My desire to see a peaceful resolution and all that I personally do to promote that comes out of a genuine love for my people.

    In general, I support the agenda of J Street though I am not directly involved with them. I am an active supporter of other elements of the civil society movement in Israel such as the zNew Israel Fund.. and yes I am friend and admirer of Martin Indykt.

    Your comments are out of line and frankly offensive.. they only diminish you and your credibility.

    An apology and recantation would not be inappropriate

    Nathan Cherny

    Professor of Humanistic Medicine
    Shaare Zedek Medical Center

  2. This is really a very amateur and erroneous attempt, drowning in silly words in order to dismiss the concerns of a growing proportion of the Jewish world. I’ve noticed considerable embarrassment at what you’ve said on other social media from people whose views are far more moderate than mine. I suspect they are also too embarrassed to say anything on Jwire.

    Last week, you attempted to to dismiss critique of Jewish terrorism on the West Bank because of strong words against it on the grounds that it is not really the time and place to examine the motivations of what you regard as lovers of the land of Israel. This is a cop-out. Why is it now not the time and place?

    I suggest you read a couple of textbooks in political science and sociology, rather than using fables and stories and separatist covenantal theology to deal with the split that has emerged in the Jewish world.

  3. Liat nagar says:

    So true, Paul Winter. Can’t stand seeing Jewish leaders’ responses always prefaced by concessions to part of what they’re attempting to rebut. We need to stand up and say it as it is, every time. If we do, eventually this will be taken seriously. Otherwise, responses will be seen for what they are, wishy-washy, and simply ignored.

  4. Paul Winter says:

    Very true, Rabbi. Pity that your observation does not extend to Jerusalem. Pity as well that while you note the actions of J-Street (J for Judas??) and wise friends Indyk and Kerry, you fail to mention Jewish leaders who fail to speak truth to power, who concede the lies of enemies and speak the language of the enemy. When our leaders fail to tell the “Palestinians” that they are a fake folk, that they are lying terrorists, that there is no such thing as the “West Bank”, that those Arabs are losers and Israel needs to make no concession, we have a leadership all praying in the Stockholm ghetto.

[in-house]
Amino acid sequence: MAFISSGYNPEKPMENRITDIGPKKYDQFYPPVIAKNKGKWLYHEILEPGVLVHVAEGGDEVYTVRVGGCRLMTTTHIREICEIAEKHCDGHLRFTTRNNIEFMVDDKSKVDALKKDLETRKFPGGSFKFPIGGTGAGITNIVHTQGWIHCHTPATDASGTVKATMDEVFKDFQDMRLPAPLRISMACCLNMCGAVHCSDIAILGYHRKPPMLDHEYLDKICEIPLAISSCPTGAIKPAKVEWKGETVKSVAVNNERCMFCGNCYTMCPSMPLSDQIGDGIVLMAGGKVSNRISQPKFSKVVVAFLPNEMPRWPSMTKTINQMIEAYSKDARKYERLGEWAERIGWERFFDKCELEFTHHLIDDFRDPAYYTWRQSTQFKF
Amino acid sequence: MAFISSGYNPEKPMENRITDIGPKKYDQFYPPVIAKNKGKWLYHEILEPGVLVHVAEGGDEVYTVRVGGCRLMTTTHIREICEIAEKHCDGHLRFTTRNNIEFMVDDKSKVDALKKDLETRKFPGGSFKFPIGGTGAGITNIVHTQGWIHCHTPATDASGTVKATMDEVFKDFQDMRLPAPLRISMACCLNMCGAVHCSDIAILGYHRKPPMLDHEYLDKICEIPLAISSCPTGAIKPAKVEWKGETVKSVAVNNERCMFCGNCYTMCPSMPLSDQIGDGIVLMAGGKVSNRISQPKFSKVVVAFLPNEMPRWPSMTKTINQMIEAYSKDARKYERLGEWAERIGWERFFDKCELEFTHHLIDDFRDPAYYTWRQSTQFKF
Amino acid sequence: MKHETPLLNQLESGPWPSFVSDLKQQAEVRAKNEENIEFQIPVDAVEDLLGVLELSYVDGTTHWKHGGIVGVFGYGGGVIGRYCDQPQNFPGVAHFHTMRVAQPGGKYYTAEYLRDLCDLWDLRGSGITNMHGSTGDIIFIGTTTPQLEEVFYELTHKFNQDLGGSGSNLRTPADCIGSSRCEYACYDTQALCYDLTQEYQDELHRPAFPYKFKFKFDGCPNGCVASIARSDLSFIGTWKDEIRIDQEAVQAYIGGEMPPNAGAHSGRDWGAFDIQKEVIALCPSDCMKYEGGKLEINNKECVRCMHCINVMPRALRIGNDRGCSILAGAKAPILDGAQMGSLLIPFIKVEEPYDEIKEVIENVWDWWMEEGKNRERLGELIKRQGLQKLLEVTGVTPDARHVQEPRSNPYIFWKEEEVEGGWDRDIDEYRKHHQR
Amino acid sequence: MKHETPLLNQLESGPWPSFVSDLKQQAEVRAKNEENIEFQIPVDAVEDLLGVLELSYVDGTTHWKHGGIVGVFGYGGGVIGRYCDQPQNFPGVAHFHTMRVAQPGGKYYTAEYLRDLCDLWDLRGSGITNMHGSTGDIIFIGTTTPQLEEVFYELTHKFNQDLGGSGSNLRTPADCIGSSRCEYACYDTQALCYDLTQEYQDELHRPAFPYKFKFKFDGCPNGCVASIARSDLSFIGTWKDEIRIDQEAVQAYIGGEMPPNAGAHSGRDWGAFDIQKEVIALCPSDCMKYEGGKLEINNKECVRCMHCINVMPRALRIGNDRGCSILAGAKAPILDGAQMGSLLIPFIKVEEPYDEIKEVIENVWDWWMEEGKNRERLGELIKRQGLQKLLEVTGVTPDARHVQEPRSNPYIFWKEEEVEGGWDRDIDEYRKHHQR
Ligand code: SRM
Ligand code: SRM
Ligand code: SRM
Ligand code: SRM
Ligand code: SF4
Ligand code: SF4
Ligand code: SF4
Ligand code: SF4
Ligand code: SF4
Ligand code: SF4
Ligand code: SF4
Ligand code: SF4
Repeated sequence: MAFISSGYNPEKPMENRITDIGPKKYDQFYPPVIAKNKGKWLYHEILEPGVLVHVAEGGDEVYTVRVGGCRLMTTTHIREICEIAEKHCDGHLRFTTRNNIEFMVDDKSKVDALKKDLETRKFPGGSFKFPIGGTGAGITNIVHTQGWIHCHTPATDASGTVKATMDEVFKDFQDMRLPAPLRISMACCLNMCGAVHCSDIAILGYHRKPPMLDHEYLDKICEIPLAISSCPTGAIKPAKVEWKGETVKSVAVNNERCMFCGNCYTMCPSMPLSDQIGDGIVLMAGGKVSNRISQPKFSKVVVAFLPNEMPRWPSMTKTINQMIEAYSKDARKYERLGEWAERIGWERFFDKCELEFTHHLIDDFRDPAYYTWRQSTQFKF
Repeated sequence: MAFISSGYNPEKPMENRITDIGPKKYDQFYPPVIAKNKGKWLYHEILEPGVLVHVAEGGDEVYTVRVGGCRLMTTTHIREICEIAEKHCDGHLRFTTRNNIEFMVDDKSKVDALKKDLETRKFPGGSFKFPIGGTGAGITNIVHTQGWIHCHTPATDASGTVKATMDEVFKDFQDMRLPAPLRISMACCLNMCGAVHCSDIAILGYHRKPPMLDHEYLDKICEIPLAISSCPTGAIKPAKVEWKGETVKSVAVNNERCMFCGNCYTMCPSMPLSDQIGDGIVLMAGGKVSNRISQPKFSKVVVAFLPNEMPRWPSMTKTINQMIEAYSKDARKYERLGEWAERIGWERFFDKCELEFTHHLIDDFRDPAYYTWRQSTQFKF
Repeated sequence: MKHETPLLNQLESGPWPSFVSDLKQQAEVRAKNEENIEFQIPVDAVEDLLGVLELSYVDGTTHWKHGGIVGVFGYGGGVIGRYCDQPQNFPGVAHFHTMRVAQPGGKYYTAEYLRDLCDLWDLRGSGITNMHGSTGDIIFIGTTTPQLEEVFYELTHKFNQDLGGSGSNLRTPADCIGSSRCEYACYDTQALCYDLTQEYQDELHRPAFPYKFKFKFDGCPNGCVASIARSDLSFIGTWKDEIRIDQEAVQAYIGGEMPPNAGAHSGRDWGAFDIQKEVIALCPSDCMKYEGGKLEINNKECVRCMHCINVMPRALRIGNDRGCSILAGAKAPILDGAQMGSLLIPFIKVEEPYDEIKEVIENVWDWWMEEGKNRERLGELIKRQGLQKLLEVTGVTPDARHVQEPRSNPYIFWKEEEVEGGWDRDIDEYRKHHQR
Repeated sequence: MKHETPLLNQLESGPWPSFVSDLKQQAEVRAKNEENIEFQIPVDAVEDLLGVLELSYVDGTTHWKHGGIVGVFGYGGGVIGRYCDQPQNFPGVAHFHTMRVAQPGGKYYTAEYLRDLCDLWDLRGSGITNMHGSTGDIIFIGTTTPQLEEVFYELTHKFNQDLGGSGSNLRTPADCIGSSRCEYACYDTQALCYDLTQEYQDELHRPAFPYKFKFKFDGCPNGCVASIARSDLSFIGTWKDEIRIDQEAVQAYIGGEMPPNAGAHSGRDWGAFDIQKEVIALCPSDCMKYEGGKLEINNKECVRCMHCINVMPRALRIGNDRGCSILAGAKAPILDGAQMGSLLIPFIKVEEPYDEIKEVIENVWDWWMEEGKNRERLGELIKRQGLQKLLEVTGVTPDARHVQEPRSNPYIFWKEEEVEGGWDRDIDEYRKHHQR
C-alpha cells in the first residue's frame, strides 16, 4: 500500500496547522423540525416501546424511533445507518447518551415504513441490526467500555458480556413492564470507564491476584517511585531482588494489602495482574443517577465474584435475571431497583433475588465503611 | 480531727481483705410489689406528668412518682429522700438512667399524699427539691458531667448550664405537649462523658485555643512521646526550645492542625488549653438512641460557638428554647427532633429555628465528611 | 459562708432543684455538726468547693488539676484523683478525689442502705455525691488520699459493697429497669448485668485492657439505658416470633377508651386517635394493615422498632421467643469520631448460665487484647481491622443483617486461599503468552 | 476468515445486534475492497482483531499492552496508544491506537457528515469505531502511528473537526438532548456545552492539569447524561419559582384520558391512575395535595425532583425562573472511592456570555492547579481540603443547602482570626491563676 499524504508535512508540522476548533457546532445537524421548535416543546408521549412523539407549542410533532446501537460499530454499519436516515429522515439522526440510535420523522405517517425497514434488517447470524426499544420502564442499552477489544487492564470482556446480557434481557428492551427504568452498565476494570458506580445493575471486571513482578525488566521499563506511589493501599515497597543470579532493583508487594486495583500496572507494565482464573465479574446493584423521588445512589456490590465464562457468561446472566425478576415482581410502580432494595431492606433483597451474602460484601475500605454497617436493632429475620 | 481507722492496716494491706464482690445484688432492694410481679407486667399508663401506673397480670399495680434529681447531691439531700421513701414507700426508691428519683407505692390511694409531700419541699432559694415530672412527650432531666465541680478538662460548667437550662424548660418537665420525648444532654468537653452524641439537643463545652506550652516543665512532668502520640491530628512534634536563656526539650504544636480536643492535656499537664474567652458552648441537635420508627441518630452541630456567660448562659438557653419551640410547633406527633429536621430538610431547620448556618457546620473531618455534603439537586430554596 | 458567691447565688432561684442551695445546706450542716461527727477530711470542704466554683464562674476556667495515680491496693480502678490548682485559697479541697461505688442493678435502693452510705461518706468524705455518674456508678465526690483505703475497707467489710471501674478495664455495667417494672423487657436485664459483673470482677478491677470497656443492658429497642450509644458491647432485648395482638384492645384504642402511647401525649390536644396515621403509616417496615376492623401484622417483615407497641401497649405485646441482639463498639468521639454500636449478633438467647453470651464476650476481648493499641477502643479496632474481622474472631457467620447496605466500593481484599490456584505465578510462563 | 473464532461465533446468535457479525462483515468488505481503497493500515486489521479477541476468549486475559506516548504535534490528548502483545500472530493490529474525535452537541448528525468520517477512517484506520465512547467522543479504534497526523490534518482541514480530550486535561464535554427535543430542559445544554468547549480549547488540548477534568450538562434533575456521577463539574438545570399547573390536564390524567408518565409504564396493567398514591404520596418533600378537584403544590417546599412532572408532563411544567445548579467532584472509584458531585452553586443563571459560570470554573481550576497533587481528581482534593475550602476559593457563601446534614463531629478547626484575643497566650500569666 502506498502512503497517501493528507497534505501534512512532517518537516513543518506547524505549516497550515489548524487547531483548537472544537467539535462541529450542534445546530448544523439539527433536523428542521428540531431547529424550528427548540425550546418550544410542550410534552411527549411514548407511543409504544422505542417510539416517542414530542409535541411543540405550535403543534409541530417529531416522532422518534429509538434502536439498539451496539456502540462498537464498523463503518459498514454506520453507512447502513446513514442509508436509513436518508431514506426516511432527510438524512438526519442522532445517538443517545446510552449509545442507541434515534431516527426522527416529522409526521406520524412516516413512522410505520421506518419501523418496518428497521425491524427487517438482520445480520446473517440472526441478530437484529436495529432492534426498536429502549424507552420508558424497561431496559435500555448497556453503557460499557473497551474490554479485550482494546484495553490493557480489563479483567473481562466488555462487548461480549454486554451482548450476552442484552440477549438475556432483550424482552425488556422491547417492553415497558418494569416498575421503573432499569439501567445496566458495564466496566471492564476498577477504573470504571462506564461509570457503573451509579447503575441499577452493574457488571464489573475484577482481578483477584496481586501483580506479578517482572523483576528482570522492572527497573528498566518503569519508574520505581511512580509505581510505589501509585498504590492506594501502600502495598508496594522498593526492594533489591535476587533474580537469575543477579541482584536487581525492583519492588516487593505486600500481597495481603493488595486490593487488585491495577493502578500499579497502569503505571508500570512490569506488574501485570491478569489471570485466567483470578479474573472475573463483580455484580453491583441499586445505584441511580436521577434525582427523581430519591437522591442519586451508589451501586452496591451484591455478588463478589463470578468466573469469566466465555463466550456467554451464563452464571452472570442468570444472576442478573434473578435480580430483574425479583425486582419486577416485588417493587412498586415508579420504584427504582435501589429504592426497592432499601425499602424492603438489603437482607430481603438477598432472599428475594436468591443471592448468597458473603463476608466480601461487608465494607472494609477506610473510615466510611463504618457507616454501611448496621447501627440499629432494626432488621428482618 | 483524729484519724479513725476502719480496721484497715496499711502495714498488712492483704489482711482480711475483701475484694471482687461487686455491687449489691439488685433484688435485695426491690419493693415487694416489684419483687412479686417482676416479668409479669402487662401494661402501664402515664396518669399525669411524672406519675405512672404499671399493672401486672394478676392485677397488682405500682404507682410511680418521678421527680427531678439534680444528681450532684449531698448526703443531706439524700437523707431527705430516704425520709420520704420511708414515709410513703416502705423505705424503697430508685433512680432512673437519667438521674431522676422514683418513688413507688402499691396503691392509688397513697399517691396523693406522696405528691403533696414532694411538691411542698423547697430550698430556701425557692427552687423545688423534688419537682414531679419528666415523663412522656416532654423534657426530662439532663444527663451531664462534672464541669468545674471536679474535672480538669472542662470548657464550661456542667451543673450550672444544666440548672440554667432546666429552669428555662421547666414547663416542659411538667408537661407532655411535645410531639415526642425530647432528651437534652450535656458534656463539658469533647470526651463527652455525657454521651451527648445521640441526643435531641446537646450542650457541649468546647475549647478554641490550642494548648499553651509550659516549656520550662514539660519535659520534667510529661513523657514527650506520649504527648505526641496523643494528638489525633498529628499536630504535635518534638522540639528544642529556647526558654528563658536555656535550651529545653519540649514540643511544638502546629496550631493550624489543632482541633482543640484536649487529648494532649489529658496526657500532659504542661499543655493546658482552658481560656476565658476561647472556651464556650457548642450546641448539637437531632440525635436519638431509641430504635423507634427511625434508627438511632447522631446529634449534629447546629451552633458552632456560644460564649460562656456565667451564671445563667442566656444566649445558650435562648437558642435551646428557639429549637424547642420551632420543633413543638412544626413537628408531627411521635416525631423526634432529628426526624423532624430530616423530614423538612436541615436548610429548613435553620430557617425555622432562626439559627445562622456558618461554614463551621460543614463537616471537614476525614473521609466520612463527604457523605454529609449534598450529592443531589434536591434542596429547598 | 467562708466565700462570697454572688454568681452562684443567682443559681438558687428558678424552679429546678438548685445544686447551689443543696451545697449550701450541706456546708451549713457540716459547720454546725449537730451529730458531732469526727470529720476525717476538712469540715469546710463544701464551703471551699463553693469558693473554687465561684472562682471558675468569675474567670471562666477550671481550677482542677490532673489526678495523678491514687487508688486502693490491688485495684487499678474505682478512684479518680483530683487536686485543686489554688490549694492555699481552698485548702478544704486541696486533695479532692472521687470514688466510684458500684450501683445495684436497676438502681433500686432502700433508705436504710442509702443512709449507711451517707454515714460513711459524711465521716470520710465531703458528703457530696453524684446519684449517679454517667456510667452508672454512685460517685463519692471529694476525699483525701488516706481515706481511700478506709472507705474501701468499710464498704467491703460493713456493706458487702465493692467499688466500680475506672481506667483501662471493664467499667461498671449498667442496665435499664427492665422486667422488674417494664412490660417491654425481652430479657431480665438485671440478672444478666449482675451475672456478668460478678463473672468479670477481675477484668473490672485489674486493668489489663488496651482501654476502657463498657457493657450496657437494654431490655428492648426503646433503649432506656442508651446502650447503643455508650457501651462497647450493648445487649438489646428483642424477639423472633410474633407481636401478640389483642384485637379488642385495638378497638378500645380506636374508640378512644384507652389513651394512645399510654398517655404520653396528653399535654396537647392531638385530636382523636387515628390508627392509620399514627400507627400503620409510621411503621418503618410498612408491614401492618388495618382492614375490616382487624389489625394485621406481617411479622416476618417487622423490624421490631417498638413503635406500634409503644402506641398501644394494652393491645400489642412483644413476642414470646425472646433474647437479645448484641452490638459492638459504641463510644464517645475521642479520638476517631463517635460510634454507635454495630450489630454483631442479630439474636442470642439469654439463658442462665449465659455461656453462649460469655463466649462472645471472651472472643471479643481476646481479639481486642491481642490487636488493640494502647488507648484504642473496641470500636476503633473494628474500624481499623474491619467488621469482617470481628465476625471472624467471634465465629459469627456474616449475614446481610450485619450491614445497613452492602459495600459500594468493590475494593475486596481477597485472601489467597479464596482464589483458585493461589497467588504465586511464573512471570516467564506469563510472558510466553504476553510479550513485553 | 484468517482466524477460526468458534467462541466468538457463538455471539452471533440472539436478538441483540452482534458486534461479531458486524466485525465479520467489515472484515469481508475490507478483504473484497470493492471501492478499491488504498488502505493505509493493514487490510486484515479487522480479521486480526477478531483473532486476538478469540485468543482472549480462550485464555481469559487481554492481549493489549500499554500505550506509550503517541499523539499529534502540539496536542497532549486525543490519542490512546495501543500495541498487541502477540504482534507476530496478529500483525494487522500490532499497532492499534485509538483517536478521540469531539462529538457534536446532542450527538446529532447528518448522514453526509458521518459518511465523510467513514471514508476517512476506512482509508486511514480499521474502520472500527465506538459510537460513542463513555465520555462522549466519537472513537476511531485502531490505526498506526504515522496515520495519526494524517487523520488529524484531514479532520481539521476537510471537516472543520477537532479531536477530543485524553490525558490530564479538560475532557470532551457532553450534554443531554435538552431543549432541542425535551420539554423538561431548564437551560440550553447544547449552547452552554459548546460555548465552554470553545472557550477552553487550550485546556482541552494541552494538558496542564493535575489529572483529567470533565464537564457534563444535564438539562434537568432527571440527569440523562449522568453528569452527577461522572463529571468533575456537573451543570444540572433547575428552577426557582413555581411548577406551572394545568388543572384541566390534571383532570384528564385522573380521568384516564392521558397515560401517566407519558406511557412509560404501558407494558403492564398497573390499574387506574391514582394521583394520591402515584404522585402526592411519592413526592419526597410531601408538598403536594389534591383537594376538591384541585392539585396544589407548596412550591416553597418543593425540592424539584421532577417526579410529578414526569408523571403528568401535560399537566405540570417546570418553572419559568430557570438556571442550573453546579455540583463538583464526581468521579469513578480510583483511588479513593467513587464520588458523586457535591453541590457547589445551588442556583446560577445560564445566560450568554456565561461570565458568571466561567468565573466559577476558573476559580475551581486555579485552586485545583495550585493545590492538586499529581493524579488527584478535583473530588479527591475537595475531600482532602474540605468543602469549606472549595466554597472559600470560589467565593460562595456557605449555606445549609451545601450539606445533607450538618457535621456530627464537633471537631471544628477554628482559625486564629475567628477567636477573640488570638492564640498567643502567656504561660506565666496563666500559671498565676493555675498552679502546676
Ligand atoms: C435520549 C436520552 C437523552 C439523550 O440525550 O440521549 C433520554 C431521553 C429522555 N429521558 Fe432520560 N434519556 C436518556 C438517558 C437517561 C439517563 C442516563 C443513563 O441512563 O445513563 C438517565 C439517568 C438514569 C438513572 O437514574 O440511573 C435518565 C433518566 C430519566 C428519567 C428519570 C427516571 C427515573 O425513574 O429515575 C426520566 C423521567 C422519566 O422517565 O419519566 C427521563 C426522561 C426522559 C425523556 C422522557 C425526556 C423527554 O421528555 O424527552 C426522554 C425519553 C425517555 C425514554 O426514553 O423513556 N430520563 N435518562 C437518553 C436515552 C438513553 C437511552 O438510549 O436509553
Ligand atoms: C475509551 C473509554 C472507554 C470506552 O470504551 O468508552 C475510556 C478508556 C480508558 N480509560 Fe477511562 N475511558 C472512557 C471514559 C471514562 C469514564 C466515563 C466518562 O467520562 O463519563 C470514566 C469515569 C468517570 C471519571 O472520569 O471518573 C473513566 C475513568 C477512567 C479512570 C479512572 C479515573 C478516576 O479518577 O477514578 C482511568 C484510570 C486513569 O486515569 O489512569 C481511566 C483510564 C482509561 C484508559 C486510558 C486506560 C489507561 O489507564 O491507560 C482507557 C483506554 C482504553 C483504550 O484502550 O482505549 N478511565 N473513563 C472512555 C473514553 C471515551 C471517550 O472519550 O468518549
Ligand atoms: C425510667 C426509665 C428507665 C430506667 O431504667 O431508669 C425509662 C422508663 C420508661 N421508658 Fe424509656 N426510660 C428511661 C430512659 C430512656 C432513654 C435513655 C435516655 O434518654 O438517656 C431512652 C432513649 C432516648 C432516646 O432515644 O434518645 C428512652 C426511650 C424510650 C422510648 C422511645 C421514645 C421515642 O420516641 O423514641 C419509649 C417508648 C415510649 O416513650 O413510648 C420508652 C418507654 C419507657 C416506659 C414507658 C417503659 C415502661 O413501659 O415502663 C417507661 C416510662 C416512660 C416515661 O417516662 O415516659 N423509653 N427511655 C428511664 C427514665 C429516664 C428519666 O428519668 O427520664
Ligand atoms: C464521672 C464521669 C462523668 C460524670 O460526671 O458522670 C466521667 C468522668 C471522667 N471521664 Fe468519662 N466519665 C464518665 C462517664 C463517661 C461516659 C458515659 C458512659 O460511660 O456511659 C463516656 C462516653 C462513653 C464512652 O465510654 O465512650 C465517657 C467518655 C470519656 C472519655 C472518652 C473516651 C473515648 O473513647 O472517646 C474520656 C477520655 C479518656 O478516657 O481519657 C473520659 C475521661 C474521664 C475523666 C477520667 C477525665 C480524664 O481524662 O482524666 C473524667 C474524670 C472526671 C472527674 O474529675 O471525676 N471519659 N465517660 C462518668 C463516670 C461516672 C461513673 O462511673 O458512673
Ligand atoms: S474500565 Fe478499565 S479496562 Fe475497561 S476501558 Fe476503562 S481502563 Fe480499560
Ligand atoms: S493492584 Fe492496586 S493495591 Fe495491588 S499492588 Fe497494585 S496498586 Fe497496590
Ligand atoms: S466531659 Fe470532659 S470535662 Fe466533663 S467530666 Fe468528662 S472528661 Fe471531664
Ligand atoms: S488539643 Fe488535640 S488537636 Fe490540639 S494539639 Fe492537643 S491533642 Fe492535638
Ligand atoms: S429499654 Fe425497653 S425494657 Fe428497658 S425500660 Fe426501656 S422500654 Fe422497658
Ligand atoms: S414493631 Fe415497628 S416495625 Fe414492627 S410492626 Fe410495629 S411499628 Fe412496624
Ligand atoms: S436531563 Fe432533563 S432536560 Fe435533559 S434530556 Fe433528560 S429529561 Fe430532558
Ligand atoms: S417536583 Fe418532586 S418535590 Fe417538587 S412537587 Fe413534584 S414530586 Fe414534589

• Short but sweet music to my ears. I’m with you and thank you Rabbi Wolf for these words of wisdom. It’s such a relief of all the frustration that builds up when the truth is never told in the media.

  5. Liat Nagar says:

    This is a most welcome article, Rabbi Wolf. It posits in clear, simple language the answer to the vexed and tortuous questions we ask ourselves regarding those Jews who do indeed go over board to diminish themselves, their nation and the context within which they live to identify so strongly with the enemy as victim and their own as oppressors. It would be more than useful to have this piece submitted for publication in newspapers in Australia and Israel, indeed internationally, so that just for once a fresh, new perspective is made possible for the bigger public. They don’t have to like it or agree with it, and many won’t give it the time of day, however it still needs to be out there showing what we think, where we stand.
    Esteemed Israeli scholar and writer Barry Rubin wrote the book ‘Assimilation and its Discontents: Jew’,published 1995, in which we see how Jews changed themselves in order to join – even lead – modern society and how they altered the society they entered in the Diaspora. In many cases Jewish identity is suppressed or disowned in order to do this. Indeed some Jews became self-hating insofar as their Jewishness is concerned. Perhaps this, too, is part of the psychology informing the current dilemma of Jews over-identifying with the very people who want their demise.